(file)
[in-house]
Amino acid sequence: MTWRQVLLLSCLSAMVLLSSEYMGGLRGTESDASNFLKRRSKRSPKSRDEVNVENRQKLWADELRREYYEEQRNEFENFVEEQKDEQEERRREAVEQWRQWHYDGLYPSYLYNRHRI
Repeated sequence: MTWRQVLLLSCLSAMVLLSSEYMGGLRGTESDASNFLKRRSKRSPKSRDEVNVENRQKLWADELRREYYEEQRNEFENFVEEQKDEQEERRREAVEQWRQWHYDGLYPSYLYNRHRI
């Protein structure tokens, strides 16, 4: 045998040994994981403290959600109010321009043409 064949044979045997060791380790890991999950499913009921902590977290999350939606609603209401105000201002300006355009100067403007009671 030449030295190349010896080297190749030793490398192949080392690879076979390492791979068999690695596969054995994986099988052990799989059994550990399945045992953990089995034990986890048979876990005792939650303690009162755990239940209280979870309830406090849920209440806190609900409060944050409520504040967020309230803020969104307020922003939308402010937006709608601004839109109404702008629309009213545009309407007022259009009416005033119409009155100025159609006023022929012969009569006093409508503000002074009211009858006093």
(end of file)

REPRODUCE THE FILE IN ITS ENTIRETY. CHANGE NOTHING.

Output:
[in-house]
Amino acid sequence: MTWRQVLLLSCLSAMVLLSSEYMGGLRGTESDASNFLKRRSKRSPKSRDEVNVENRQKLWADELRREYYEEQRNEFENFVEEQKDEQEERRREAVEQWRQWHYDGLYPSYLYNRHRI
Repeated sequence: MTWRQVLLLSCLSAMVLLSSEYMGGLRGTESDASNFLKRRSKRSPKSRDEVNVENRQKLWADELRREYYEEQRNEFENFVEEQKDEQEERRREAVEQWRQWHYDGLYPSYLYNRHRI
């Protein structure tokens, strides 16, 4: 045998040994994981403290959600109010321009043409 064949044979045997060791380790890991999950499913009921902590977290999350939606609603209401105000201002300006355009100067403007009671 030449030295190349010896080297190749030793490398192949080392690879076979390492791979068999690695596969054995994986099988052990799989059994550990399945045992953990089995034990986890048979876990005792939650303690009162755990239940209280979870309830406090849920209440806190609900409060944050409520504040967020309230803020969104307020922003939308402010937006709608601004839109109404702008629309009213545009309407007022259009009416005033119409009155100025159609006023022929012969009569006093409508503000002074009211009858006093």